They can try that the technique is better. So that's basically what it is. And then in the, in the judges aspect, aspects of that, you asked me, we usually look for five things. It's usually musical tempo cause have to dance with the correct music and musicality included how their costume and everything is and stage presence. And so on. Then we have, the technique and then we have one session. That's basically how you do as a solo, likes your shines area. And then the last one is I think crowd reaction or how the crowd is liking you as well. So that's usually how we judge them.

Samantha: That's interesting that, crowd interaction is one of the judging criteria.

I kind of like that because, one of the things that's, Typically left towards the end of instruction in ballroom communities is like, how do you perform? How do you act engaging? How do you like actually present as a dancer? so it's interesting that that's actually one of the criteria is like, does the crowd care that you are dancing right now? Are they excited by what you're doing? Or are they like totally checked out?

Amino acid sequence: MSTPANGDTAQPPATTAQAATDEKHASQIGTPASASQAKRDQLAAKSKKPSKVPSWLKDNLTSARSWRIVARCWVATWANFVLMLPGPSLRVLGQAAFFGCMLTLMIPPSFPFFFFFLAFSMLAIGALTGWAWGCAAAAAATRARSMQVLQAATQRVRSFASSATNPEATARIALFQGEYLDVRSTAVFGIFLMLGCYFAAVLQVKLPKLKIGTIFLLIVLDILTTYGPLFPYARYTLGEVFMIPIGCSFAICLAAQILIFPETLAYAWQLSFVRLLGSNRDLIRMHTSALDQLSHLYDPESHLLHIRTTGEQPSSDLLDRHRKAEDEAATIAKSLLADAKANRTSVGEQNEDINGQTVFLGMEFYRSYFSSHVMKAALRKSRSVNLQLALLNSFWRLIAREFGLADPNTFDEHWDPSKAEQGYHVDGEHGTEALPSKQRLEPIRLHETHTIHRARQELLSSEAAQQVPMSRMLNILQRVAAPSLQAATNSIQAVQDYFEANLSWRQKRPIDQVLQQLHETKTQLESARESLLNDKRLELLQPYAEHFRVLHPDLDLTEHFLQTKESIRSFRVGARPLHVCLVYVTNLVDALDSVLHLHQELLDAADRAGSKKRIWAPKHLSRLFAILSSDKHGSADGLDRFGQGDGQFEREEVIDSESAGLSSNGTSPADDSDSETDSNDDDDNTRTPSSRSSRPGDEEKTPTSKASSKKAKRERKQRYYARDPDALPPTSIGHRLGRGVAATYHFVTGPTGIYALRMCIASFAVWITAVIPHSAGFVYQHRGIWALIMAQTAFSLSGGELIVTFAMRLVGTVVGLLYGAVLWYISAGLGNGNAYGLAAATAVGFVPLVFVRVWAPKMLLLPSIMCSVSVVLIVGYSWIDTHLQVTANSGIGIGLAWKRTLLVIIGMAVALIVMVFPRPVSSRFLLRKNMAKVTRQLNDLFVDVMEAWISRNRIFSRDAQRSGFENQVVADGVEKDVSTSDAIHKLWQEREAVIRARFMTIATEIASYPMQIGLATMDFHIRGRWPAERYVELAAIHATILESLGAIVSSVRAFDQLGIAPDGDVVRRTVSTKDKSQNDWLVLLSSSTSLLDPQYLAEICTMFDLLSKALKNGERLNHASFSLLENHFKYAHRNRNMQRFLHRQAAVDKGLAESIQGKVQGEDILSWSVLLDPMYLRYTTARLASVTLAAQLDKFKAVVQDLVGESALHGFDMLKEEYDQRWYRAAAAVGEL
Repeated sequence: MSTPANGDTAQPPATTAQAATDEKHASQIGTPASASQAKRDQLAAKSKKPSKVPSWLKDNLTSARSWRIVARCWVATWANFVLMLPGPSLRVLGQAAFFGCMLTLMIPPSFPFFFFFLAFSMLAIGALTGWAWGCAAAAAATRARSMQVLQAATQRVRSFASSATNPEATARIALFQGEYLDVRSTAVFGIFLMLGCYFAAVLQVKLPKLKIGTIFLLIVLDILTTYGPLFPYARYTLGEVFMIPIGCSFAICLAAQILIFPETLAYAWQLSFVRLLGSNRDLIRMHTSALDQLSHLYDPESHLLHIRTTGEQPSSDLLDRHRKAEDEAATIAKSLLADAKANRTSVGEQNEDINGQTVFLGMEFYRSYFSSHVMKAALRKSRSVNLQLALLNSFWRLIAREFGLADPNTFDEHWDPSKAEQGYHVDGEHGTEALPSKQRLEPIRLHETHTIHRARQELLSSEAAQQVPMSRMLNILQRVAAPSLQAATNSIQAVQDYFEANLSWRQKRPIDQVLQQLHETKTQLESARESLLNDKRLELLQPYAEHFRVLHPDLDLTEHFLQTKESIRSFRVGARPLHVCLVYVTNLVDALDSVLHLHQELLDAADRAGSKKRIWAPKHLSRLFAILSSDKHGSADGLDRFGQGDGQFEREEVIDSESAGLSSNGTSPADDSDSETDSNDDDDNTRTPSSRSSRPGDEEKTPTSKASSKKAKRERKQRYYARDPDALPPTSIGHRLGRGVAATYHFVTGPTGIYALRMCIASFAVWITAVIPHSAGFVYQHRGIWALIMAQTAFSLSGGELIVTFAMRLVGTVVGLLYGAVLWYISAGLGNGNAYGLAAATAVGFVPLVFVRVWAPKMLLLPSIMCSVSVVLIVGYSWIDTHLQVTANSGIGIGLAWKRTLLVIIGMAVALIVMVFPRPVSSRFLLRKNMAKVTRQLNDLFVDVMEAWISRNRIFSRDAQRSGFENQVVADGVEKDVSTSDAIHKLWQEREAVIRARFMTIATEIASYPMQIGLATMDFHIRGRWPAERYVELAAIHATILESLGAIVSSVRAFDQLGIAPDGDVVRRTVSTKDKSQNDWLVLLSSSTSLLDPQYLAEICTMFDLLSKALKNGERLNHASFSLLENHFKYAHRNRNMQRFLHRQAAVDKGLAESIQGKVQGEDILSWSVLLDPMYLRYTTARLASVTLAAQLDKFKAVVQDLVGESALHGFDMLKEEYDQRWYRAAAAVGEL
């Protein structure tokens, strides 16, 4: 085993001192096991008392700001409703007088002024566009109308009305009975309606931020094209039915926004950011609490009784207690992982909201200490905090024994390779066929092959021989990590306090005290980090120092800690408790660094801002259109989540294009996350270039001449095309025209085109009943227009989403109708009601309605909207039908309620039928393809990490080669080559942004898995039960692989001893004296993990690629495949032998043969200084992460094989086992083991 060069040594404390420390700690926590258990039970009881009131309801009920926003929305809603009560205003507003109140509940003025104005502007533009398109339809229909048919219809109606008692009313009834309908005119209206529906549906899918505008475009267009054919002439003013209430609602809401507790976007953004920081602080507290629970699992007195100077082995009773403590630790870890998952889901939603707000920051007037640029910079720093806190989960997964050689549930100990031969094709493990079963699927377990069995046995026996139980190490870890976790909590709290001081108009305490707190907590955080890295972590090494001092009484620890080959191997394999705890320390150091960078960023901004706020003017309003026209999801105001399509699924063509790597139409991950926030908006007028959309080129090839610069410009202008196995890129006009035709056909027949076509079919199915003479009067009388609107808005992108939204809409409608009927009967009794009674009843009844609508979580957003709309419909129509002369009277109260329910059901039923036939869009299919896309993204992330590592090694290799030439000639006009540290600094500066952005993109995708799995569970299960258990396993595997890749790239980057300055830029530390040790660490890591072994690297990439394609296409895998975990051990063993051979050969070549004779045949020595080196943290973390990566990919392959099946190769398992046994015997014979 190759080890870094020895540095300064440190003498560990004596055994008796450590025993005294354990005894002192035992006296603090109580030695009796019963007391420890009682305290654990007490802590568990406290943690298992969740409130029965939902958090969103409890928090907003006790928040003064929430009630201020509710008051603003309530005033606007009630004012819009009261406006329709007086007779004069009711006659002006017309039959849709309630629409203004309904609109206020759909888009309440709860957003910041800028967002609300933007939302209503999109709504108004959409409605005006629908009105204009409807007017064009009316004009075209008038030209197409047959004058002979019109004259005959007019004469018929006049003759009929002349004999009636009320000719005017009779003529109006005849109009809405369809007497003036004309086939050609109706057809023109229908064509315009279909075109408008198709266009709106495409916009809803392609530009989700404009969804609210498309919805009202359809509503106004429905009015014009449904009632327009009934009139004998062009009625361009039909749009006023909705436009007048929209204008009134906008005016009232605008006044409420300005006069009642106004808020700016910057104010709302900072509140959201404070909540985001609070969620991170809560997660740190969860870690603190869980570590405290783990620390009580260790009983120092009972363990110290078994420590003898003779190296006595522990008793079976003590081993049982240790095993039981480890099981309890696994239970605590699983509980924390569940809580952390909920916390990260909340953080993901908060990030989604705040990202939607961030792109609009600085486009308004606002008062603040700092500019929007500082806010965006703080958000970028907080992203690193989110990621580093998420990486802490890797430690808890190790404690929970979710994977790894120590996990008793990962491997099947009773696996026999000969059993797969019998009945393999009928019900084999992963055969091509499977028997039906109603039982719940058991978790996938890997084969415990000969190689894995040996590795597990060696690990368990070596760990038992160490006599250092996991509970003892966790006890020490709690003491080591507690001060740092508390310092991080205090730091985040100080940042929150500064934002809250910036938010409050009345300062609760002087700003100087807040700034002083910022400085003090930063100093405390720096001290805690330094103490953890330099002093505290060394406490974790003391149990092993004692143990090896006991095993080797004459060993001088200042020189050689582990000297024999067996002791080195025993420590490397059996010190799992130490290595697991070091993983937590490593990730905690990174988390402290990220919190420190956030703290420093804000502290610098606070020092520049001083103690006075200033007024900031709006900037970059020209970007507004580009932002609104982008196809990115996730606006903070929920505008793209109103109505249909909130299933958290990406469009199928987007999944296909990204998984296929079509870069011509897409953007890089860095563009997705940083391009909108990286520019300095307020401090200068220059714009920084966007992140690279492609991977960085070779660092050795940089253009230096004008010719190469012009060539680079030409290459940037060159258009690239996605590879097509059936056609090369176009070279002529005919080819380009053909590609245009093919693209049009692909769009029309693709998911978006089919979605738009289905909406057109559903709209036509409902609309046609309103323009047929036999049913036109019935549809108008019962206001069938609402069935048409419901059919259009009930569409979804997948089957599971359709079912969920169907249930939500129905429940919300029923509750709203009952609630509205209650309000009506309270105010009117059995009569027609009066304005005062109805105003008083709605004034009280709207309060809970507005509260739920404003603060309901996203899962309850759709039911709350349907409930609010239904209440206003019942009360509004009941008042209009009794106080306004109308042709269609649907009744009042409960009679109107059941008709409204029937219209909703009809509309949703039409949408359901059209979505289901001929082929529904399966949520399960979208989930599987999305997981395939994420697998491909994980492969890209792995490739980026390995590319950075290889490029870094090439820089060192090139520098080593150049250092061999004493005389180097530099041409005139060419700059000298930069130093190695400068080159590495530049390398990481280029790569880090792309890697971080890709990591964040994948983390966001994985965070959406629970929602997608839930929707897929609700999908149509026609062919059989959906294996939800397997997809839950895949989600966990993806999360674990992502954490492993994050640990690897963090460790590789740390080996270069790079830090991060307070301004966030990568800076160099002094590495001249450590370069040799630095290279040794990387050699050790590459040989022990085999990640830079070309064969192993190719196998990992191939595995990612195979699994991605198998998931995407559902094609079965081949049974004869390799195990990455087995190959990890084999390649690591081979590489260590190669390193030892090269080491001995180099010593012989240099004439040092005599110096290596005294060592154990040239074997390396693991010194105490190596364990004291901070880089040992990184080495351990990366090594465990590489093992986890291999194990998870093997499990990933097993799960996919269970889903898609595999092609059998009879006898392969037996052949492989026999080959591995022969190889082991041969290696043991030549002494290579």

Jago: Yeah, exactly. Cause you have to, like, you have to put on a show basically, and then you have to like, Get them excited on certain parts or something you do for music and it just picks up or you go down and so on. So we do use that at least on an, in our competition.

I'm not talking about all Salsa competitions, just ours. We do give some points based on the crowd reaction and the audience,